Eric Abetz challenged over his opposition to intersex people marrying

Senator Eric Abetz says the senate missed an opportunity to create a unifying moment for the Australian people by rejecting all of the amendments put forward in the marriage bill debate.

Throughout the debate the senator raised concerns about transgender and intersex people being allowed to wed, but now says he has no problem with intersex people who choose a specific gender.

Senator Abetz told Sky News this afternoon that while Australians had voted for same sex marriage, polls had also shown they had concerns about religious protections and these should have been implemented.

“Sadly the senate rejected all those sort of amendments, it would have been a unifying opportunity to alleviate and ameliorate some of the concerns of the no voters.”

Senator Abetz said he also believed a lot of people who voted yes in the postal survey would also be disappointed in the way the bill had been rushed through the senate, describing it as being “bulldozed through”.

The senator who is a vigilant opponent to LGBTI rights, said the senate had no taken into account the legitimate concerns of no voters.

Repeating a concern that he voiced several times during the senate debate, Senator Abetz said that Senator Smith’s bill went further than most Australians realised because it would also allow transgender and intersex people to wed.

Senator Abetz was questioned about his concerns about transgender and intersex people being allowed to wed, host Tom Connell asked if he would concede that some people are just not born with specific male or female anatomy.

“That is correct, clearly that occurs, there’s nothing to concede here, it is an established fact that a very very small proportion of our fellow Australians are born in that fashion, and that is where difficult cases often make bad law, and so you’ve got to be very careful in how you deal with that.” Senator Abetz said.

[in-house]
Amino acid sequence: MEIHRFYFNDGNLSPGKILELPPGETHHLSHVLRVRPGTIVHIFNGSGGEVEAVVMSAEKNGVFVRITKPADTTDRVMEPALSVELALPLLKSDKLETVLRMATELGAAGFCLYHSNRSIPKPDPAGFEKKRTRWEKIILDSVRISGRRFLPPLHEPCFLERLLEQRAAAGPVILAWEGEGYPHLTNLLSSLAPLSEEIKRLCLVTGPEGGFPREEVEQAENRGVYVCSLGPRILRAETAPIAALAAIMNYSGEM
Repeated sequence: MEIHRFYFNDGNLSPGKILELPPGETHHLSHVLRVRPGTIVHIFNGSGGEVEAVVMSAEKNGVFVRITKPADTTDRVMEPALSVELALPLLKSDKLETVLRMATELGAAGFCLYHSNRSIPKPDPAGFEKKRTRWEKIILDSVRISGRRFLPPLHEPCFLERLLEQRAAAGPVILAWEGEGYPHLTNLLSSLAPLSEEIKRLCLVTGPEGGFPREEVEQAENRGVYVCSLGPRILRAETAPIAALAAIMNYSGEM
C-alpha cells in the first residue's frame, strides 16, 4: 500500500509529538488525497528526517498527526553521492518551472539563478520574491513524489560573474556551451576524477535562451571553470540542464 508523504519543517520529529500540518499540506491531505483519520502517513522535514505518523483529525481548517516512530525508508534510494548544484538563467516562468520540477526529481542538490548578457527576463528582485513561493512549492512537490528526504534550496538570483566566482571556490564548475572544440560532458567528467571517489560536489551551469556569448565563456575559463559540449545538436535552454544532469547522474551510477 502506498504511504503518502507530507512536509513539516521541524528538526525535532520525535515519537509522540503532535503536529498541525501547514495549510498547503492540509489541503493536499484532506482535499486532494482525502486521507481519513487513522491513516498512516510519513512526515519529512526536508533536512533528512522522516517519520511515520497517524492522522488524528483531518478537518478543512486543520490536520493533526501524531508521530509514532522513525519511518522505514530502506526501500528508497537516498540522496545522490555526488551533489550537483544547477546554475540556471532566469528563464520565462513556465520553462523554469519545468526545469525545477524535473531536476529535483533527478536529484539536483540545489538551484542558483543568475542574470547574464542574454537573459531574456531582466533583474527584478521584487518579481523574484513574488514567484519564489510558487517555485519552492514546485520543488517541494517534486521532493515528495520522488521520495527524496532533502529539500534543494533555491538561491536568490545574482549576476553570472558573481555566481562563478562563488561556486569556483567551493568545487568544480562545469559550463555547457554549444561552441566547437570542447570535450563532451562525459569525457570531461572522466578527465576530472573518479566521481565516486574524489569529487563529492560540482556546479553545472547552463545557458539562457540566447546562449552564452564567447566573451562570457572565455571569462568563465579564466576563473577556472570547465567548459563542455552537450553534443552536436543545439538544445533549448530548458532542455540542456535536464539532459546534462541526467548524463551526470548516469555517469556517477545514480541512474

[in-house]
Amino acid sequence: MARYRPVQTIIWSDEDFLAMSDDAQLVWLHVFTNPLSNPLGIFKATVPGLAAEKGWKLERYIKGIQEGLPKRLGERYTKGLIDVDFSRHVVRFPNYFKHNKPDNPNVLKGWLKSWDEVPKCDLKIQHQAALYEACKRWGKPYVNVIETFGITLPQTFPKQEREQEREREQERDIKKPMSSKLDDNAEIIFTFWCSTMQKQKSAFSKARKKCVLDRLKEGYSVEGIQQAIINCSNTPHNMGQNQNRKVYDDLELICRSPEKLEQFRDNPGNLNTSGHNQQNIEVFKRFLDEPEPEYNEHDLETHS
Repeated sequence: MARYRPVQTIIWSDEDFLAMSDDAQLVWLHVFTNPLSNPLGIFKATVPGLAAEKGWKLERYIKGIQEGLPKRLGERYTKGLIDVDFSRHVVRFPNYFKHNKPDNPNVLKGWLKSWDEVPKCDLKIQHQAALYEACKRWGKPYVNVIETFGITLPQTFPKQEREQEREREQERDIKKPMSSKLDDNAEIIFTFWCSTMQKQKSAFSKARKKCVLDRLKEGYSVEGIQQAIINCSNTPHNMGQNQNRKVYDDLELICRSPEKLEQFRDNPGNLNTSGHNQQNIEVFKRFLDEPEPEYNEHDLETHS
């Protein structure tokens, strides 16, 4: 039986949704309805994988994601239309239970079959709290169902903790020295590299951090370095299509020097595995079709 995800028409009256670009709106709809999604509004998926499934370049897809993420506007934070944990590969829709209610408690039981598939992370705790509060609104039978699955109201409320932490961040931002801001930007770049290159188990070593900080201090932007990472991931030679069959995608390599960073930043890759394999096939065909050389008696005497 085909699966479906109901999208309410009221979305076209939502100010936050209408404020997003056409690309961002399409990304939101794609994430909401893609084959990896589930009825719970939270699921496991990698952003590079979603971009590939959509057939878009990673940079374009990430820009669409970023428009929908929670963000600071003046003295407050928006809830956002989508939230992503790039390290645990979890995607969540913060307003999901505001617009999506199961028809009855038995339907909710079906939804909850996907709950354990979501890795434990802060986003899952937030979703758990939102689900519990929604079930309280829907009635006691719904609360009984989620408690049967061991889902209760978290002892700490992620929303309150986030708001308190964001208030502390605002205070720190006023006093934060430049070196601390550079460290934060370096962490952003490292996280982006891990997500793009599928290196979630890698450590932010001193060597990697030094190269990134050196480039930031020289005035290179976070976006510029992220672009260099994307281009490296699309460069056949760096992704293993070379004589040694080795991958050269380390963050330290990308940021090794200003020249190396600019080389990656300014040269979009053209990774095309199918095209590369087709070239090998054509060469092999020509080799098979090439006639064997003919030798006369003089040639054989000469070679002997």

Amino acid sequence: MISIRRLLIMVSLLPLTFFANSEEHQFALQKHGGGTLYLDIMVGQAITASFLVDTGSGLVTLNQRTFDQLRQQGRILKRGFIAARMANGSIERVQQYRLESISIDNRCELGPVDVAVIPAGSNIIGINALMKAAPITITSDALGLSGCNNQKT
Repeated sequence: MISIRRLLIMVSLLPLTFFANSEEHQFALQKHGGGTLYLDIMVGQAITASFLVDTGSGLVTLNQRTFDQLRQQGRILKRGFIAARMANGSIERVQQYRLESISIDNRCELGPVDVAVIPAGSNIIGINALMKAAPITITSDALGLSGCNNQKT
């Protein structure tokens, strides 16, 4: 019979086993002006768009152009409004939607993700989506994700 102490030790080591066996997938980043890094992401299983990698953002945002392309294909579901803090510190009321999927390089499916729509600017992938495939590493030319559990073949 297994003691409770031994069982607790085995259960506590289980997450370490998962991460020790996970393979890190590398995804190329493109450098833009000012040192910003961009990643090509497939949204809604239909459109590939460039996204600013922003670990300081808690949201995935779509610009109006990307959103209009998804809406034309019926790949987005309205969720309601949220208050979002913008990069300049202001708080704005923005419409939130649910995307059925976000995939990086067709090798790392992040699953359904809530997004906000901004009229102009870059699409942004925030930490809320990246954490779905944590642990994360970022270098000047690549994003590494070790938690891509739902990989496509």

Senator Abetz said most intersex people chose to be one gender.

“What occurs in the vast majority of that very very small category of people who are born with these attributes, is that they are usually then considered either male or female, courtesy of a range of factors, be it their decision, medical intervention etc, look very difficult, very sensitive area, and you would not seek to discriminate against people.”

The senator said the vast majority of Australians accept that gender is understood as a binary.

“I think the vast majority of Australians accept that there’s a binary situation overwhelmingly within our community that you are either male or female, but we do accept and acknowledge that there are those very small numbers who are born with attributes of both genders.”

The conservative MP said he still held out hope that religious freedoms could be added to the marriage bill.

“I think people have taken some liberties with the result of the postal survey, but having said that it is clear that the Australian people wanted to change the definition of marriage, that has now occurred in the senate.”

Senator Abetz said he hoped that those in the House of Representatives would take a “long view” when discussing the legislation and he remained hopeful that amendments for religious freedom would be inserted.

The Tasmanian senator said that it should be remembered that religious rights are part of Australia’s international obligations, while same sex marriage was not.

OIP Staff


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